Conservation Scientists Confront Extinction Denial
Denialism isn't just for climate change anymore.
A new paper published in the journal Nature Ecology and Evolution calls attention to "the creeping rise of extinction denial."
Lead author Alexander Lees says conservation scientists are increasingly dealing with denialist rhetoric around the biodiversity crisis.
"What underpins this sort of denialism? Well, I guess it's the same sort of motivations we've seen with climate change denial," he said.
The paper describes three categories of denial - literal, interpretive and implicatory - and offers suggestions for how conservation scientists can counter such messaging.
"It's super important that the public is aware of these challenges," Lees said. "In the paper we sort of create this roadmap for scientists to see how to deal with communicating biodiversity loss and then combating this extinction denial and pseudoscience. And we also make it super clear that it's important to talk about the conservation successes - you know, it's not all bad news."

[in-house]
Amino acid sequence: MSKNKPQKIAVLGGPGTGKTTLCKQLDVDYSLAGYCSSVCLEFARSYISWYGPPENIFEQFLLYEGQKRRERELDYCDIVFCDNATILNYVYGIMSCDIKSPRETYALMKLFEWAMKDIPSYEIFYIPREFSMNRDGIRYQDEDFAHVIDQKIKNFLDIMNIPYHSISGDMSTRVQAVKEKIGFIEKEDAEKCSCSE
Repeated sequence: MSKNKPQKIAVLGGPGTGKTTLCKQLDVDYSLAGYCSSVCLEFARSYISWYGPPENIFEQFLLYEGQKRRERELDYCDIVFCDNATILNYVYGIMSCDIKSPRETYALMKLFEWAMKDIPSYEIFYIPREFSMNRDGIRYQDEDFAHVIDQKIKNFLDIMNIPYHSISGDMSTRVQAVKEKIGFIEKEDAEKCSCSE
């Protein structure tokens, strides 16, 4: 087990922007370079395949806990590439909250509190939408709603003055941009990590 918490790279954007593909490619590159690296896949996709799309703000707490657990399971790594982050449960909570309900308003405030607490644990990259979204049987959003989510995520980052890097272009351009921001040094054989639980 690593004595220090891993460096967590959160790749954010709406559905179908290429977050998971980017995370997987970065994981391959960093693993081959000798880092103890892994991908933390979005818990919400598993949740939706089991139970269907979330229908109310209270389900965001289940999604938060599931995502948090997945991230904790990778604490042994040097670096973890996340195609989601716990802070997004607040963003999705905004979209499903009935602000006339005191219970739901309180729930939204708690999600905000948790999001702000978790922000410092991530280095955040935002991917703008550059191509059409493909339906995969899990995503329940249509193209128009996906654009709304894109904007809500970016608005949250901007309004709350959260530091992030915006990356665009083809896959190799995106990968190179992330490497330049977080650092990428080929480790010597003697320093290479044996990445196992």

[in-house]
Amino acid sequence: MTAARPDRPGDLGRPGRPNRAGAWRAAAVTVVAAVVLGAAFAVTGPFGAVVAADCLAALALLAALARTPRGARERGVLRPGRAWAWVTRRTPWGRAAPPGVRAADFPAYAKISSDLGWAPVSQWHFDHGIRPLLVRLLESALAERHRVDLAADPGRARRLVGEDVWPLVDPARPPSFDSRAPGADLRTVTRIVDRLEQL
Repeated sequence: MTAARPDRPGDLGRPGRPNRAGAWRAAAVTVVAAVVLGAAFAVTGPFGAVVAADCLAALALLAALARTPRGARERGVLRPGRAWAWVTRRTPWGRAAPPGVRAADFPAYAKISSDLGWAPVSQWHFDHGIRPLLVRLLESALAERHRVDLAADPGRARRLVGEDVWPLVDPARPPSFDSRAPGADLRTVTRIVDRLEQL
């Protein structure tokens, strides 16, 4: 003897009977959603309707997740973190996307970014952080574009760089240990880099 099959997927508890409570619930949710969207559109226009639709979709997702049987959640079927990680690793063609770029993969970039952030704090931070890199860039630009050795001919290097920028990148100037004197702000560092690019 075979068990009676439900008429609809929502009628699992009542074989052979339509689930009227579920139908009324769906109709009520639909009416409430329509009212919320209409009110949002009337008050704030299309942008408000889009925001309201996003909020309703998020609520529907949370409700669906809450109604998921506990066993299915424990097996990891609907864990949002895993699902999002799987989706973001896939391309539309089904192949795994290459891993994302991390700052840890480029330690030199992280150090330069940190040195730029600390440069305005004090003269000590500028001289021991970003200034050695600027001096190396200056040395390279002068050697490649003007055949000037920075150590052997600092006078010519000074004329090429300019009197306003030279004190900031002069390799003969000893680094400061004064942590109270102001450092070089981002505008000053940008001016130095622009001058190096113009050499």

Human activities have caused the world's wildlife populations to plummet by 68% in the last 50 years, according to a report published this month by the World Wildlife Fund. At the same time, conservation action has prevented the extinction of up to 48 mammal and bird species since 1993, according to study - which Lees contributed to - recently published in Conservation Letter.
"Conservation does work, but we have to invest in it," Lees said.
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